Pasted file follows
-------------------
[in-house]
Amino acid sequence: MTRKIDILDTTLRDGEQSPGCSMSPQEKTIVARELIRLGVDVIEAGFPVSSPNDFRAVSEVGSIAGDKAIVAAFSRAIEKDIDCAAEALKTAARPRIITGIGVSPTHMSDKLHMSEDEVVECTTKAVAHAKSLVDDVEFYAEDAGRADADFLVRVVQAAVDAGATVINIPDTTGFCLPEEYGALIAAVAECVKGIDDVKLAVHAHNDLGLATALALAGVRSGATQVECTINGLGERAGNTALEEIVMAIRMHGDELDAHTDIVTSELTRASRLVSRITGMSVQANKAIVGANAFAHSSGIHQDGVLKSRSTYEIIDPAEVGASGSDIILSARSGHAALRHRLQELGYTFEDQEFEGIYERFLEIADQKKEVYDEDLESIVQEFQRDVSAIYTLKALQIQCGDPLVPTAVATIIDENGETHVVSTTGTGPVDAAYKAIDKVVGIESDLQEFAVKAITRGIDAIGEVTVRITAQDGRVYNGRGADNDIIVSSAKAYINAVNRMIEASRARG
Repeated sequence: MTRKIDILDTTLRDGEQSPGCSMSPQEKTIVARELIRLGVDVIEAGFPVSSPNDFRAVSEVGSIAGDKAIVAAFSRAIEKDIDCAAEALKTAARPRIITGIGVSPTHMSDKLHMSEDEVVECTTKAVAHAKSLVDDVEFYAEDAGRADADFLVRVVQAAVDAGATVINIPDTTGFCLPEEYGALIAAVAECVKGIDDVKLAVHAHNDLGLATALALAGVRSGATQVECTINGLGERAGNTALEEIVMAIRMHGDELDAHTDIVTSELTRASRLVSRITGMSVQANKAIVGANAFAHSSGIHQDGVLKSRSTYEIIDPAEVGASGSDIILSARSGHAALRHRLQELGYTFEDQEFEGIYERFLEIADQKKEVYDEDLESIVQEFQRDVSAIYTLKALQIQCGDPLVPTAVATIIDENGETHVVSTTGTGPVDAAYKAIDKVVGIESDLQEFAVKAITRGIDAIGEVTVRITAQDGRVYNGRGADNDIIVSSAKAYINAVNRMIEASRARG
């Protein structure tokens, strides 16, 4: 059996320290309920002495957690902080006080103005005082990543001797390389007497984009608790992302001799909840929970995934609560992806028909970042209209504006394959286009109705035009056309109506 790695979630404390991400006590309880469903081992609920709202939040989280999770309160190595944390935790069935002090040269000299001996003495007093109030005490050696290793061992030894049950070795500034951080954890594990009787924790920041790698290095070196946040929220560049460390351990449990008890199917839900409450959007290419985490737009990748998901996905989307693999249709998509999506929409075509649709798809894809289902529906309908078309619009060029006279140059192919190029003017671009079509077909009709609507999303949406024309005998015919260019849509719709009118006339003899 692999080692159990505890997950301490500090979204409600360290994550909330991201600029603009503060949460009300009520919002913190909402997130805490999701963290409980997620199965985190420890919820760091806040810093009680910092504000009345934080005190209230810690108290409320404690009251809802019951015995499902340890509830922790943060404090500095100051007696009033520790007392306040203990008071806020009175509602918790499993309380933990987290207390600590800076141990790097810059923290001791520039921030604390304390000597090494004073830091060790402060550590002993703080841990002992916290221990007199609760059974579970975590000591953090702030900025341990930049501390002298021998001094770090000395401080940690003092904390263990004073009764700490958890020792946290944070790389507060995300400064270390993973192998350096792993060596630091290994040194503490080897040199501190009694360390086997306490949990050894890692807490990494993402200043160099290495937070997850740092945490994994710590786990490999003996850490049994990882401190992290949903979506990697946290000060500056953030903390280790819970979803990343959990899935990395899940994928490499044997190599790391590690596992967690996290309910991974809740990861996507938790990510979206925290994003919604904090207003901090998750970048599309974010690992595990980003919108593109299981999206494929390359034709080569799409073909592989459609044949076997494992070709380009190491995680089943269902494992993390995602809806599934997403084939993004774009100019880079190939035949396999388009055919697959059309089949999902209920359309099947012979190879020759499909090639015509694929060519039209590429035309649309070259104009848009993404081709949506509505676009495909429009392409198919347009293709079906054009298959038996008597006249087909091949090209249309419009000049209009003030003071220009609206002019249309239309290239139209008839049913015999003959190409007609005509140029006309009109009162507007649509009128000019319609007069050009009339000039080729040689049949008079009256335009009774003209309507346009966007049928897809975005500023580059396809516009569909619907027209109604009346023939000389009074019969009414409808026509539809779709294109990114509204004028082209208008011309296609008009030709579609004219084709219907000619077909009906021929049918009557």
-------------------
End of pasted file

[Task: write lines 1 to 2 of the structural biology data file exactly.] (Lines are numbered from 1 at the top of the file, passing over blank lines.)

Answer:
[in-house]
Amino acid sequence: MTRKIDILDTTLRDGEQSPGCSMSPQEKTIVARELIRLGVDVIEAGFPVSSPNDFRAVSEVGSIAGDKAIVAAFSRAIEKDIDCAAEALKTAARPRIITGIGVSPTHMSDKLHMSEDEVVECTTKAVAHAKSLVDDVEFYAEDAGRADADFLVRVVQAAVDAGATVINIPDTTGFCLPEEYGALIAAVAECVKGIDDVKLAVHAHNDLGLATALALAGVRSGATQVECTINGLGERAGNTALEEIVMAIRMHGDELDAHTDIVTSELTRASRLVSRITGMSVQANKAIVGANAFAHSSGIHQDGVLKSRSTYEIIDPAEVGASGSDIILSARSGHAALRHRLQELGYTFEDQEFEGIYERFLEIADQKKEVYDEDLESIVQEFQRDVSAIYTLKALQIQCGDPLVPTAVATIIDENGETHVVSTTGTGPVDAAYKAIDKVVGIESDLQEFAVKAITRGIDAIGEVTVRITAQDGRVYNGRGADNDIIVSSAKAYINAVNRMIEASRARG